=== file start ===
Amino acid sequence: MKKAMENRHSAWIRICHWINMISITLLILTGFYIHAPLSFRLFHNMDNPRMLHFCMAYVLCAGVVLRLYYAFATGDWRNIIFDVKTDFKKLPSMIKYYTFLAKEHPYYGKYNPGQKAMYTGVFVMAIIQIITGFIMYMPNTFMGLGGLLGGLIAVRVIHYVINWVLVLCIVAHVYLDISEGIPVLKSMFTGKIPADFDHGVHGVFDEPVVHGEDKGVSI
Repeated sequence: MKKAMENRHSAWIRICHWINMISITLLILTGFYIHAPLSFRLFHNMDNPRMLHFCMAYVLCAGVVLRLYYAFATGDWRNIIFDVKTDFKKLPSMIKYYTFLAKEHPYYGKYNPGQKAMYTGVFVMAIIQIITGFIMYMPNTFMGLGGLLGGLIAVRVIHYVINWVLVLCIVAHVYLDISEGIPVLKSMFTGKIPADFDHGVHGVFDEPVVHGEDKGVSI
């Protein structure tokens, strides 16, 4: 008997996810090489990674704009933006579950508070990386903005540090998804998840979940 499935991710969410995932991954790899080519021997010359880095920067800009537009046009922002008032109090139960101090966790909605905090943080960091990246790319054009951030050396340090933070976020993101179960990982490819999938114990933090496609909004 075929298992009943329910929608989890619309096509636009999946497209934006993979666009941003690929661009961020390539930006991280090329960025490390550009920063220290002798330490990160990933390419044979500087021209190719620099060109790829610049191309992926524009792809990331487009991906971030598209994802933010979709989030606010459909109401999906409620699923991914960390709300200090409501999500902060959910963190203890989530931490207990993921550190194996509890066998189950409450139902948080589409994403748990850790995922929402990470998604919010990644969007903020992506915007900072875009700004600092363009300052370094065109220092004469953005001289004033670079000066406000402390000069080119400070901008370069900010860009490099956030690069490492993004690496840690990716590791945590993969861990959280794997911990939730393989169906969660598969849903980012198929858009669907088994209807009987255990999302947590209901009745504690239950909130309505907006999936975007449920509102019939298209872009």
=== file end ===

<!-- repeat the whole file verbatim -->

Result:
Amino acid sequence: MKKAMENRHSAWIRICHWINMISITLLILTGFYIHAPLSFRLFHNMDNPRMLHFCMAYVLCAGVVLRLYYAFATGDWRNIIFDVKTDFKKLPSMIKYYTFLAKEHPYYGKYNPGQKAMYTGVFVMAIIQIITGFIMYMPNTFMGLGGLLGGLIAVRVIHYVINWVLVLCIVAHVYLDISEGIPVLKSMFTGKIPADFDHGVHGVFDEPVVHGEDKGVSI
Repeated sequence: MKKAMENRHSAWIRICHWINMISITLLILTGFYIHAPLSFRLFHNMDNPRMLHFCMAYVLCAGVVLRLYYAFATGDWRNIIFDVKTDFKKLPSMIKYYTFLAKEHPYYGKYNPGQKAMYTGVFVMAIIQIITGFIMYMPNTFMGLGGLLGGLIAVRVIHYVINWVLVLCIVAHVYLDISEGIPVLKSMFTGKIPADFDHGVHGVFDEPVVHGEDKGVSI
């Protein structure tokens, strides 16, 4: 008997996810090489990674704009933006579950508070990386903005540090998804998840979940 499935991710969410995932991954790899080519021997010359880095920067800009537009046009922002008032109090139960101090966790909605905090943080960091990246790319054009951030050396340090933070976020993101179960990982490819999938114990933090496609909004 075929298992009943329910929608989890619309096509636009999946497209934006993979666009941003690929661009961020390539930006991280090329960025490390550009920063220290002798330490990160990933390419044979500087021209190719620099060109790829610049191309992926524009792809990331487009991906971030598209994802933010979709989030606010459909109401999906409620699923991914960390709300200090409501999500902060959910963190203890989530931490207990993921550190194996509890066998189950409450139902948080589409994403748990850790995922929402990470998604919010990644969007903020992506915007900072875009700004600092363009300052370094065109220092004469953005001289004033670079000066406000402390000069080119400070901008370069900010860009490099956030690069490492993004690496840690990716590791945590993969861990959280794997911990939730393989169906969660598969849903980012198929858009669907088994209807009987255990999302947590209901009745504690239950909130309505907006999936975007449920509102019939298209872009």